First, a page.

Ike Morris Receives the 2011 Colonel Edwin L. Drake Legendary Oilman Award
At the Honors and Awards Banquet of the 2011 Symposium of the Petroleum History Institute (PHI) this past Friday evening, June 24, 2011, in Marietta, OH, I.L. “Ike” Morris, founder and CEO of Waco Oil and Gas Company, Inc. received PHI’s highest and most prestigious recognition and award, “The Colonel Edwin L. Drake Legendary Oilman Award” in recognition of his lifetime achievements in, and contributions to, the petroleum industry, his state, country and society.
The PHI Drake Award is named in honor and commemoration of Colonel Edwin L. Drake’s momentous discovery of oil on August 27, 1859 along the bank of Oil Creek near Titusville, PA, that is generally conceded by most historians to have been the birth of the modern oil and gas industry that has grown from that humble beginning into its current stature as a giant, global energy industry upon which all of our modern society depends.
Ike Morris was born in Oklahoma, grew up in southeastern Illinois and moved to his now adopted home in 1962 in West Virginia. Morris’ father was in the oil and gas business, so one might say Ike Morris was born with “oil in his veins”.
Following an oil boom that was going in West Virginia in 1962, Morris first established an oil service company in Gilmer County, WV, his newly adopted home, and over the years continued to expand his operations to include all phases of the oil and natural gas business including land leasing, exploration, oil and gas production, pipeline construction, etc.
Over the past nearly 5 decades, Ike Morris has drilled and or operated 2000 oil and gas wells in West Virginia, Kentucky and Ohio.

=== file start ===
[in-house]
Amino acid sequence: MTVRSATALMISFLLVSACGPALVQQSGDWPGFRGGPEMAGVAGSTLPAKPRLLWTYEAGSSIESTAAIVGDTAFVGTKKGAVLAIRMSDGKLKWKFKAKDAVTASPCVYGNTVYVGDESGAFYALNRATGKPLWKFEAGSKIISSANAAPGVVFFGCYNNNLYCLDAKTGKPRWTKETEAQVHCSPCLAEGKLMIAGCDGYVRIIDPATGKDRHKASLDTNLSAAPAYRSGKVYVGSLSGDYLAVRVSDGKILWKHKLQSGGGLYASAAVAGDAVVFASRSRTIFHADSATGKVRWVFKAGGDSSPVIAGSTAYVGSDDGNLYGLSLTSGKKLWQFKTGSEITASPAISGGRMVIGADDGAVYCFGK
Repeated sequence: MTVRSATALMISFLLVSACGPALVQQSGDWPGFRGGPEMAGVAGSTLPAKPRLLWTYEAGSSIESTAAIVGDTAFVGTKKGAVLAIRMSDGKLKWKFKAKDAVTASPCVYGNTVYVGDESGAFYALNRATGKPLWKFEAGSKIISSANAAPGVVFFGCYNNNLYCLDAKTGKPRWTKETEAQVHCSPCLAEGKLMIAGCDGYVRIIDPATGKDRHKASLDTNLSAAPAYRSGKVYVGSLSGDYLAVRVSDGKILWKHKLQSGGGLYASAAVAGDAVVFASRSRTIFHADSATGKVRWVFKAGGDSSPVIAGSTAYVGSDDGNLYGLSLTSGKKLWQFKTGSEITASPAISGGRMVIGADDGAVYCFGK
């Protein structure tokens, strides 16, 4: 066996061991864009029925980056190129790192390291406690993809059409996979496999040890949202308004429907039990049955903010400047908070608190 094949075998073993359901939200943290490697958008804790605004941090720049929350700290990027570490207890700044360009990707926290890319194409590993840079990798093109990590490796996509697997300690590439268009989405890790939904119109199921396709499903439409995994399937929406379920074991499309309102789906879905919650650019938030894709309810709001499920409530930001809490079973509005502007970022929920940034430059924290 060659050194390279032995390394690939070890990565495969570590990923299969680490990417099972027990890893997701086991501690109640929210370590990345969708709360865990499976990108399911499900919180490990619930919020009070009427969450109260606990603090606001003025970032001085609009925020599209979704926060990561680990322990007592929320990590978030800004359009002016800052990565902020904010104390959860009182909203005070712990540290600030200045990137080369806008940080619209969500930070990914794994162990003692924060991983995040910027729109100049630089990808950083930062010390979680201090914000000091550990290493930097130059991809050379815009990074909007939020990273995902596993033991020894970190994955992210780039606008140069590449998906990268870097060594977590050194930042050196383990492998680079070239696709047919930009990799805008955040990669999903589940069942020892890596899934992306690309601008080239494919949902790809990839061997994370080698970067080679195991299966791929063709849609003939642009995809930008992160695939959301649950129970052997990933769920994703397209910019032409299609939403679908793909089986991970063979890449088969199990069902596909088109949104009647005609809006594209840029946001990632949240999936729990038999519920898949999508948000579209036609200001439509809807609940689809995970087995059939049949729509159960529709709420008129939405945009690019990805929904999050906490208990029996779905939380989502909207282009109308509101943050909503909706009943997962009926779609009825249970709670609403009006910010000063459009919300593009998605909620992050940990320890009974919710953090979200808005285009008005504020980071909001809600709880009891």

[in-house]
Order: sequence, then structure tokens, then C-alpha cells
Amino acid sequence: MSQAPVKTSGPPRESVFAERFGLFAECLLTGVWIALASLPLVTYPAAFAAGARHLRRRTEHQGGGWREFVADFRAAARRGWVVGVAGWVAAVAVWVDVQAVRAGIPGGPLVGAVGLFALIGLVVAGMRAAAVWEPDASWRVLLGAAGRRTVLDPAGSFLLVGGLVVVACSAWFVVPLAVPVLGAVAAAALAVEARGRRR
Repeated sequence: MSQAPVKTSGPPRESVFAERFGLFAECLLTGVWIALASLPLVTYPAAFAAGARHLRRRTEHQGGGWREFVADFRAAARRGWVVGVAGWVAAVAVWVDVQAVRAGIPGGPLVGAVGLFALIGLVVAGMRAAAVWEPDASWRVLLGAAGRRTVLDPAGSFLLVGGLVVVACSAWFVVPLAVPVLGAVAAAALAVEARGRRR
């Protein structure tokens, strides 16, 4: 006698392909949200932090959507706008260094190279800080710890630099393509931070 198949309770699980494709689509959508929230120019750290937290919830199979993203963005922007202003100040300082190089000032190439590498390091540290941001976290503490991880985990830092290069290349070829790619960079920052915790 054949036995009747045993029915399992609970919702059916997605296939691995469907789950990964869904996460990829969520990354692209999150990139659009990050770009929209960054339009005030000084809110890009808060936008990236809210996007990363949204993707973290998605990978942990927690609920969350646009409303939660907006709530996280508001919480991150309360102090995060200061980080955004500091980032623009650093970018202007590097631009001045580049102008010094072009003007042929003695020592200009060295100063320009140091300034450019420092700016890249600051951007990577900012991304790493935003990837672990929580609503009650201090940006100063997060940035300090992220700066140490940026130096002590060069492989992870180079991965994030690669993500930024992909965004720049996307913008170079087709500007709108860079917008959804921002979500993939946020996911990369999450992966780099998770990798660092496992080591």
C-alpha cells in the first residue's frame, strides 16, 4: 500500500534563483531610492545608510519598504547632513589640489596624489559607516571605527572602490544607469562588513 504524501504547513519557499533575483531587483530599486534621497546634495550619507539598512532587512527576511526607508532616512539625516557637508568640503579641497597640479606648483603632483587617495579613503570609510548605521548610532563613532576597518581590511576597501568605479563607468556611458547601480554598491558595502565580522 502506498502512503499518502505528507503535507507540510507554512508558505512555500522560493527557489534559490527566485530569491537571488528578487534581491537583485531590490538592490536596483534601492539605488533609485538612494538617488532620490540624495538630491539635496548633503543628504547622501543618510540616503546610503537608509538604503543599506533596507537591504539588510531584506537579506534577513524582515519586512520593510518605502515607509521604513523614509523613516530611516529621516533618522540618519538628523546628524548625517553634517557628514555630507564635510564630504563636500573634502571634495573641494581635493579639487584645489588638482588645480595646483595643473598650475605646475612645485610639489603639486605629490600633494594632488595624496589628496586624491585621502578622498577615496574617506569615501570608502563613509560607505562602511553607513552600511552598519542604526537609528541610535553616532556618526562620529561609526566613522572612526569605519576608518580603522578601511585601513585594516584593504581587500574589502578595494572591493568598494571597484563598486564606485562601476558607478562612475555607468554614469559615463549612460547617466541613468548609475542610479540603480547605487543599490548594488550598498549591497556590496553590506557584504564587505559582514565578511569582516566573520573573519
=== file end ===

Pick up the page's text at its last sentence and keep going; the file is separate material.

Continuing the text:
Currently he operates about 800 wells in Harrison, Marion and Doddridge counties in West Virginia and is very active in the current Marcellus shale gas play drilling a new shale gas well every 2 to 3 weeks.
West Virginia has been good to Ike Morris, as he always concedes.
He met his wife Sue (a Gilmer County girl) here and by hard work, keen business acumen, and an innate “nose for oil and gas”, he has made a lot of well-earned money here.
However, that being said, Ike Morris and his wife Sue are as well known for their philanthropy as their success in the oil and gas business.
They have contributed millions of dollars to Glenville State College and numerous other charitable enterprises.
Ike to this day, despite his fame and fortune, remains an unpretentious “man of the people” and often stops in a small diner in Glenville for breakfast and buys breakfast for all of the other patrons who happen to be dining there that morning.
For all of these reasons, and far too many more to recite in the space available for this news release, l. L. “Ike” Morris, richly deserves designation as a PHI “Legendary Oilman” and the Petroleum History Institute takes great pride and pleasure in him joining the ranks of the distinguished “Colonel Edwin L. Drake Legendary Oilmen” that have preceded him.